review and cover mani: game of secrets

The back jacket, from Goodreads:

Felicity Cole sells flowers in the streets of Victorian London to feed herself and her young brother. But she has a close-guarded secret--her brother is a Tainted, born with special abilities that society fears and a shadowy organization called the Hunstsman scours the country to eliminate. When Felicity becomes the target of one of these individuals, she discovers something horrible: she's Tainted, too.

Rescued by a mysterious gentleman on the eve of execution, she's whisked away to a school funded by Queen Victoria, established to train selected Tainted into assassins in service of the crown.

Struggling to harness her incredible strength, speed, and agility, and despised by her classmates, all she wants is to use her new position to find a cure so she can be normal and reunited with her brother.

But with the Golden Jubilee fast approaching and the discovery that there's a traitor in their midst, she has no choice but to embrace the one thing she's been fighting all along. 


A blend of X-Men and The Kingsmen, GAME OF SECRETS swept me into the past. The historical elements of selling flowers in a Victorian market, the sights and sounds of streets in a more impoverished part of the city, immediately set the scene. The strong descriptions carried through to the school funded by Queen Victoria, with lush velvet drapery, exquisite gowns, and an abundance of forks at an elegant dining table. Felicity's dramatic shift in circumstance, along with the sudden appearance of Tainted abilities, played equal parts in reinforcing her sense of being on the outside. She kept her guard up at all times, which eventually became more of a hindrance than a help, both in regards to learning to control her powers, and navigating the intricacies of society life.

Jacket design by Sammy Yuen

One of the elements that verged on trope-ish was Felicity’s ability to make terrible decisions. Like, if bad decisions were a graduate course, Felicity would’ve earned her doctorate. That can irritate some readers, but I thought it rang true to Felicity’s personality. Having lived hand-to-mouth for so long, she had exactly zero experience in being a member of a team. She’d been her brother’s primary caregiver for a long time, so expecting her to suddenly give over control of her life (and decision making process) to a complete stranger—that she’d suddenly rely on people she just met—wouldn’t have rung true. Instead, Felicity’s narrow focus on finding a cure and reuniting with her brother felt authentic, and I was highly invested in her learning she could, in fact, trust others. That she wasn’t in it alone. For me, Felicity's journey from complete self-reliance to asking for back-up served as a core arc to the story. 

I would’ve liked for the Tainted world-building to be stronger, with more history and explanation of the Tainted community, and it certainly felt like the beginning of a series instead of a stand-alone. The latter half, and last hundred pages in particular, took the moderate pace and cranked it up to 11, with twists and fight scenes and betrayals, which is more of what I’d expected from the description. GAME OF SECRETS reads on the younger side of YA, with some violence but nothing too gory, romance that stops at kissing, and no swearing, so if you have kiddos who love fantasy and characters with supernatural powers, this would be a solid choice to get them hooked on the genre. (Because, you know, I'm all about fostering children's addictions to books. 🤓)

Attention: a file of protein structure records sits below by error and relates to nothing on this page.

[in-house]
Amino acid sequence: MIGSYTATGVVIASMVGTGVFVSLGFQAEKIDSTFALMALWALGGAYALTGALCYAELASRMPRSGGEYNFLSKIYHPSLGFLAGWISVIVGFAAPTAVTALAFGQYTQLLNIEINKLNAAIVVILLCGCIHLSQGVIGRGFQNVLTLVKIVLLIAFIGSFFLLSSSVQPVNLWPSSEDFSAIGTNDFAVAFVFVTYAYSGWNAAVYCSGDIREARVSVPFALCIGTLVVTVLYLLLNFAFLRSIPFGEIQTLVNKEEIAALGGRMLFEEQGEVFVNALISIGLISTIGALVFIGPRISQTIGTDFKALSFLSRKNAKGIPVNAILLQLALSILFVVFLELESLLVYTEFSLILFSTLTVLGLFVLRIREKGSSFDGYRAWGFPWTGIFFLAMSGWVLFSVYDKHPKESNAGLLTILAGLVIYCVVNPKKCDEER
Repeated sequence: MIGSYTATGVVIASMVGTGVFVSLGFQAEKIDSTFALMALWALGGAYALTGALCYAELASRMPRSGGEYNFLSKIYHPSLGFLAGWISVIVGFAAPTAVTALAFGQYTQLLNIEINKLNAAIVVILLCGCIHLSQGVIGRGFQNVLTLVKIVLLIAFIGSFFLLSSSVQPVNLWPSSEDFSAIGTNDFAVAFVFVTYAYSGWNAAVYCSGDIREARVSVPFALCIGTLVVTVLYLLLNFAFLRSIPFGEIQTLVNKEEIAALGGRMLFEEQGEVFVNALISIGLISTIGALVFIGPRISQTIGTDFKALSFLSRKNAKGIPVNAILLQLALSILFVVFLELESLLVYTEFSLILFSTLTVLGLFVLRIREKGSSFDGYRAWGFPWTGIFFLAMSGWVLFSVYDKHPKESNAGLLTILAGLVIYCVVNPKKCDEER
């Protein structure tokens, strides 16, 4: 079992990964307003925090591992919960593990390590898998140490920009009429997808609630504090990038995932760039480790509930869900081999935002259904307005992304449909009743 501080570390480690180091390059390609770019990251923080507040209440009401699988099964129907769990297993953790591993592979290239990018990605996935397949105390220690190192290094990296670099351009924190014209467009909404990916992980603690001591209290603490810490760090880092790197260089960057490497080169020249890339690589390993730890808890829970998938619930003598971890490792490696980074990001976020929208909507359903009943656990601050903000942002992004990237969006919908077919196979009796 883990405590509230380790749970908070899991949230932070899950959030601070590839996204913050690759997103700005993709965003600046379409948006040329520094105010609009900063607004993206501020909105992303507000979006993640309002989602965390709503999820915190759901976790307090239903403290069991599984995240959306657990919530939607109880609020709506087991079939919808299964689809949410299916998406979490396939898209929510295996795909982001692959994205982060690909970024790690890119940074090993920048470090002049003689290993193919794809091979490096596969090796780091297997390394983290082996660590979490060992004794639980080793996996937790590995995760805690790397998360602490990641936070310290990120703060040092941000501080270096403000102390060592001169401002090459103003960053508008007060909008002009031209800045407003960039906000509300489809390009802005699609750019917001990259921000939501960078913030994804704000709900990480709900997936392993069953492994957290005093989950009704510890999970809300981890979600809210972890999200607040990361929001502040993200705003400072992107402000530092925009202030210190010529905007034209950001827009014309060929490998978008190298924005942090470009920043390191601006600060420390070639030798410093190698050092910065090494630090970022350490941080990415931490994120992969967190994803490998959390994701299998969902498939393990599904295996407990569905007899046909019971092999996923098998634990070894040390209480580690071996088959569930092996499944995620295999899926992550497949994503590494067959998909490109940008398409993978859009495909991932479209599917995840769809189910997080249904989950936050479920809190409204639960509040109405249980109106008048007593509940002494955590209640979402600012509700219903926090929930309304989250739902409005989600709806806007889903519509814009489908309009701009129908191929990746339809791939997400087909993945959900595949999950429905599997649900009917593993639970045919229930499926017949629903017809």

Big thanks to Thomas Allen & Son for a finished copy!


For this mani, I used:

FingerPaints – Black Expressionism, Inkblot Blue, and Paper Mâché

China Glaze – Haute & Heavy, Chroma Cool, and Street Style Princess

OPI – In My Back Pocket, A Good Man-Darin is Hard to Find, Rollin' In Cashmere, and I Just Can't Cope-Cabana

ORLY - Scandal

Glisten and Glow – Mother Terra, Mother Fauna, and topcoat

So Nailicious – needle brush


review and cover mani: sanctuary

SANCTUARY stayed in my TBR for far too long. I mean, teens with superpowers, in a prison…in space?! Hello up my alley, much? And with Halloween around the corner, it fit in well with my desire for supernatural reads with a healthy side of mayhem. Because one can never have enough mayhem, right?

The back jacket, from Goodreads:

Kenzie holds one truth above all: the company is everything.

As a citizen of Omnistellar Concepts, the most powerful corporation in the solar system, Kenzie has trained her entire life for one goal: to become an elite guard on Sanctuary, Omnistellar’s space prison for superpowered teens too dangerous for Earth. As a junior guard, she’s excited to prove herself to her company—and that means sacrificing anything that won’t propel her forward.

But then a routine drill goes sideways and Kenzie is taken hostage by rioting prisoners.

At first, she’s confident her commanding officer—who also happens to be her mother—will stop at nothing to secure her freedom. Yet it soon becomes clear that her mother is more concerned with sticking to Omnistellar protocol than she is with getting Kenzie out safely.

As Kenzie forms her own plan to escape, she doesn’t realize there’s a more sinister threat looming, something ancient and evil that has clawed its way into Sanctuary from the vacuum of space. And Kenzie might have to team up with her captors to survive—all while beginning to suspect there’s a darker side to the Omnistellar she knows.